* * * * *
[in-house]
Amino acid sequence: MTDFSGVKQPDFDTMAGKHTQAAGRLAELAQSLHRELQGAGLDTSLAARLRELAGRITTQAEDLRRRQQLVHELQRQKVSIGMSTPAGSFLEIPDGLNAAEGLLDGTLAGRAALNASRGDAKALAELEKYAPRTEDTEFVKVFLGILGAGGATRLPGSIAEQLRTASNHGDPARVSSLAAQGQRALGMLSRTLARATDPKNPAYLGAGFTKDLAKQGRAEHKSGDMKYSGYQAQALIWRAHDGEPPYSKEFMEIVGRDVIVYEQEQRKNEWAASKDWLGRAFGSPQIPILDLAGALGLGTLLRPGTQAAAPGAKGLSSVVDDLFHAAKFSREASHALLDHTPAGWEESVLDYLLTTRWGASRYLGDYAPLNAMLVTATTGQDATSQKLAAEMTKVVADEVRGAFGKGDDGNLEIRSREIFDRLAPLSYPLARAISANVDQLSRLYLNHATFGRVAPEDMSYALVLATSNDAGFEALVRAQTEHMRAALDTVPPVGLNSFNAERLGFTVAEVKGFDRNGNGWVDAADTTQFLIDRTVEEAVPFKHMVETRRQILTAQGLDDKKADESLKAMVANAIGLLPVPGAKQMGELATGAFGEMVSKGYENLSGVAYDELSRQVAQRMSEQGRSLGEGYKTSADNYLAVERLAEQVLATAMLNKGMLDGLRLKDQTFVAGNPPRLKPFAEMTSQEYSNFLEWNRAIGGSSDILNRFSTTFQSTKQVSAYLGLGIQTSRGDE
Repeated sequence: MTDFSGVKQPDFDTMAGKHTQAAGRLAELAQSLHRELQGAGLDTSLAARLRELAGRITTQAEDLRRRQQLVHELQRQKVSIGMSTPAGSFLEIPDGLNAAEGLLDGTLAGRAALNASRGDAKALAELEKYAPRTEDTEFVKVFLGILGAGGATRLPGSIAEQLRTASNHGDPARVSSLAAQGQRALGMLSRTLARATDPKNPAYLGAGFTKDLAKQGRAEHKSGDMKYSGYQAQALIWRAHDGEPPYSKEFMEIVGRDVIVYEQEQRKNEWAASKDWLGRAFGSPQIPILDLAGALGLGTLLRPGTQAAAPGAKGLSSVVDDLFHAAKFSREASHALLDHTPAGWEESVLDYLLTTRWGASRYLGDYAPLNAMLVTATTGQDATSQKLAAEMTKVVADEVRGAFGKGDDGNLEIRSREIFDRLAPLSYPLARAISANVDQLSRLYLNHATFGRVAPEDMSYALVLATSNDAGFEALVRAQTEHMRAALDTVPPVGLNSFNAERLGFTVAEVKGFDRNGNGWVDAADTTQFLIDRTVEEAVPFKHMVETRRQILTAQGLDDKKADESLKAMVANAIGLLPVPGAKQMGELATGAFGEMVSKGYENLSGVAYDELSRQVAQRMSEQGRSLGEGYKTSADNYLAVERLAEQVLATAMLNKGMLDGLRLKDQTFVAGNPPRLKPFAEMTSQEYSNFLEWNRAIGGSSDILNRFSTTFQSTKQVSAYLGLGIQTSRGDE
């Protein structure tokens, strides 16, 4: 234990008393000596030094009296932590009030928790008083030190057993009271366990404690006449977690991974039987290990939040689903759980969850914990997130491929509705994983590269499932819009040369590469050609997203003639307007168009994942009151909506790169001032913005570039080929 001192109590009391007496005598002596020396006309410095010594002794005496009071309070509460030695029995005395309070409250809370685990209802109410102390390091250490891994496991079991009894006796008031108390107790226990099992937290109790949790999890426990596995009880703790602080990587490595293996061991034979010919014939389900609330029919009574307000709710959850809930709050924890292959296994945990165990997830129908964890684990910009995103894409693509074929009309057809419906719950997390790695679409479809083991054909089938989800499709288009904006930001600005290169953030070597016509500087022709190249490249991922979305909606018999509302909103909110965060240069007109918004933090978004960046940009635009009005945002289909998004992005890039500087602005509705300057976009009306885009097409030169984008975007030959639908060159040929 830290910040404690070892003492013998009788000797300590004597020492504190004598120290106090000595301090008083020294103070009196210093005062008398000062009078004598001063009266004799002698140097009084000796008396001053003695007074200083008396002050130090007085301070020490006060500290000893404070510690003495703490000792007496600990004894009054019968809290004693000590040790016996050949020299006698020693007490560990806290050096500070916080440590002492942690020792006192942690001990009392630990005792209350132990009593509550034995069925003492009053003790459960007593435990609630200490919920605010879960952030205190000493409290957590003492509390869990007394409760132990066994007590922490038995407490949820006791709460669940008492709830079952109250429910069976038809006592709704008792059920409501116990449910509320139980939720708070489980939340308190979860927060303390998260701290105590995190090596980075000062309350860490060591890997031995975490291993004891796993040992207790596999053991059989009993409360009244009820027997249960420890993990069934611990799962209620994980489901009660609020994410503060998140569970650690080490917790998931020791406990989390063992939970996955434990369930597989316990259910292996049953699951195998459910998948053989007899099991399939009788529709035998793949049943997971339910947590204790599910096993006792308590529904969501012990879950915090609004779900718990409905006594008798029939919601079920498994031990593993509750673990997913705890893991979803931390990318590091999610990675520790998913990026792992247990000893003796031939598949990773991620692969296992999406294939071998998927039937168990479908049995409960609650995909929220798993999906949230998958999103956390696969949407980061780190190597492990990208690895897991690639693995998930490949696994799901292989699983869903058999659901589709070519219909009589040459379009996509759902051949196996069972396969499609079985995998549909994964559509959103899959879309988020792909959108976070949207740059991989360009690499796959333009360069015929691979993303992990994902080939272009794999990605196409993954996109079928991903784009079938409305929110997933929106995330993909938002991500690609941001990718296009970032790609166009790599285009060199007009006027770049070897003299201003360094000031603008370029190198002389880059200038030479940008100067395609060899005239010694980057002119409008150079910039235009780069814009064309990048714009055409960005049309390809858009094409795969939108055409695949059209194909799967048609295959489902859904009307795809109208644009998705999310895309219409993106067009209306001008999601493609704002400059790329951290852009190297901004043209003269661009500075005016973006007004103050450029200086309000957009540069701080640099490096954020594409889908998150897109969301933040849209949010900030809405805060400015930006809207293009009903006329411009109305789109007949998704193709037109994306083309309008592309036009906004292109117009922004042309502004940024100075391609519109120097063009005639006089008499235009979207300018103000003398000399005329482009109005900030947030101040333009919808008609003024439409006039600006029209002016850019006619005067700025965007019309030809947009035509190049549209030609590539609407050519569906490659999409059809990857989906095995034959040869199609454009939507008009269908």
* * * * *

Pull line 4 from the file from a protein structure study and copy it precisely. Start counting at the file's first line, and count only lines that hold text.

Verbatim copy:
């Protein structure tokens, strides 16, 4: 234990008393000596030094009296932590009030928790008083030190057993009271366990404690006449977690991974039987290990939040689903759980969850914990997130491929509705994983590269499932819009040369590469050609997203003639307007168009994942009151909506790169001032913005570039080929 001192109590009391007496005598002596020396006309410095010594002794005496009071309070509460030695029995005395309070409250809370685990209802109410102390390091250490891994496991079991009894006796008031108390107790226990099992937290109790949790999890426990596995009880703790602080990587490595293996061991034979010919014939389900609330029919009574307000709710959850809930709050924890292959296994945990165990997830129908964890684990910009995103894409693509074929009309057809419906719950997390790695679409479809083991054909089938989800499709288009904006930001600005290169953030070597016509500087022709190249490249991922979305909606018999509302909103909110965060240069007109918004933090978004960046940009635009009005945002289909998004992005890039500087602005509705300057976009009306885009097409030169984008975007030959639908060159040929 830290910040404690070892003492013998009788000797300590004597020492504190004598120290106090000595301090008083020294103070009196210093005062008398000062009078004598001063009266004799002698140097009084000796008396001053003695007074200083008396002050130090007085301070020490006060500290000893404070510690003495703490000792007496600990004894009054019968809290004693000590040790016996050949020299006698020693007490560990806290050096500070916080440590002492942690020792006192942690001990009392630990005792209350132990009593509550034995069925003492009053003790459960007593435990609630200490919920605010879960952030205190000493409290957590003492509390869990007394409760132990066994007590922490038995407490949820006791709460669940008492709830079952109250429910069976038809006592709704008792059920409501116990449910509320139980939720708070489980939340308190979860927060303390998260701290105590995190090596980075000062309350860490060591890997031995975490291993004891796993040992207790596999053991059989009993409360009244009820027997249960420890993990069934611990799962209620994980489901009660609020994410503060998140569970650690080490917790998931020791406990989390063992939970996955434990369930597989316990259910292996049953699951195998459910998948053989007899099991399939009788529709035998793949049943997971339910947590204790599910096993006792308590529904969501012990879950915090609004779900718990409905006594008798029939919601079920498994031990593993509750673990997913705890893991979803931390990318590091999610990675520790998913990026792992247990000893003796031939598949990773991620692969296992999406294939071998998927039937168990479908049995409960609650995909929220798993999906949230998958999103956390696969949407980061780190190597492990990208690895897991690639693995998930490949696994799901292989699983869903058999659901589709070519219909009589040459379009996509759902051949196996069972396969499609079985995998549909994964559509959103899959879309988020792909959108976070949207740059991989360009690499796959333009360069015929691979993303992990994902080939272009794999990605196409993954996109079928991903784009079938409305929110997933929106995330993909938002991500690609941001990718296009970032790609166009790599285009060199007009006027770049070897003299201003360094000031603008370029190198002389880059200038030479940008100067395609060899005239010694980057002119409008150079910039235009780069814009064309990048714009055409960005049309390809858009094409795969939108055409695949059209194909799967048609295959489902859904009307795809109208644009998705999310895309219409993106067009209306001008999601493609704002400059790329951290852009190297901004043209003269661009500075005016973006007004103050450029200086309000957009540069701080640099490096954020594409889908998150897109969301933040849209949010900030809405805060400015930006809207293009009903006329411009109305789109007949998704193709037109994306083309309008592309036009906004292109117009922004042309502004940024100075391609519109120097063009005639006089008499235009979207300018103000003398000399005329482009109005900030947030101040333009919808008609003024439409006039600006029209002016850019006619005067700025965007019309030809947009035509190049549209030609590539609407050519569906490659999409059809990857989906095995034959040869199609454009939507008009269908």